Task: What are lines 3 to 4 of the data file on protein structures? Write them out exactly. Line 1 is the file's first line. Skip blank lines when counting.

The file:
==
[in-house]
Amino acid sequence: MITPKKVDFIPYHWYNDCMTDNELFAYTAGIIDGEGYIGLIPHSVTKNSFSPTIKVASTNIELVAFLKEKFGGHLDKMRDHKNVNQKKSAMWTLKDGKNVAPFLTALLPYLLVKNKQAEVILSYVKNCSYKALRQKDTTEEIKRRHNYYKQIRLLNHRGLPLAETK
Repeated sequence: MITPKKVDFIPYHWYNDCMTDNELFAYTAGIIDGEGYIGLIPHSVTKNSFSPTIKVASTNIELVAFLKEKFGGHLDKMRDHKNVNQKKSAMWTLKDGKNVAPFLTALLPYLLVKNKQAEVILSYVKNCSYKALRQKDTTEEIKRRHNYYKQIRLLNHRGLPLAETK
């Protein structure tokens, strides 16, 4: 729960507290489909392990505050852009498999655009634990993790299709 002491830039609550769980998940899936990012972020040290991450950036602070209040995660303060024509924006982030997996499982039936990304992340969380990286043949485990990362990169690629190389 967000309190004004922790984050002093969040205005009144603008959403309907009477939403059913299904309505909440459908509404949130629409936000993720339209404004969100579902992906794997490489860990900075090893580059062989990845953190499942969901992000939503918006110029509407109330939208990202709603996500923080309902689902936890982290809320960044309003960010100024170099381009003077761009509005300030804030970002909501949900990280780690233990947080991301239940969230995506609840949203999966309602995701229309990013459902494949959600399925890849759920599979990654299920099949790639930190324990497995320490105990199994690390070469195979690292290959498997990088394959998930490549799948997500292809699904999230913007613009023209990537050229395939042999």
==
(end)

Repeated sequence: MITPKKVDFIPYHWYNDCMTDNELFAYTAGIIDGEGYIGLIPHSVTKNSFSPTIKVASTNIELVAFLKEKFGGHLDKMRDHKNVNQKKSAMWTLKDGKNVAPFLTALLPYLLVKNKQAEVILSYVKNCSYKALRQKDTTEEIKRRHNYYKQIRLLNHRGLPLAETK
């Protein structure tokens, strides 16, 4: 729960507290489909392990505050852009498999655009634990993790299709 002491830039609550769980998940899936990012972020040290991450950036602070209040995660303060024509924006982030997996499982039936990304992340969380990286043949485990990362990169690629190389 967000309190004004922790984050002093969040205005009144603008959403309907009477939403059913299904309505909440459908509404949130629409936000993720339209404004969100579902992906794997490489860990900075090893580059062989990845953190499942969901992000939503918006110029509407109330939208990202709603996500923080309902689902936890982290809320960044309003960010100024170099381009003077761009509005300030804030970002909501949900990280780690233990947080991301239940969230995506609840949203999966309602995701229309990013459902494949959600399925890849759920599979990654299920099949790639930190324990497995320490105990199994690390070469195979690292290959498997990088394959998930490549799948997500292809699904999230913007613009023209990537050229395939042999």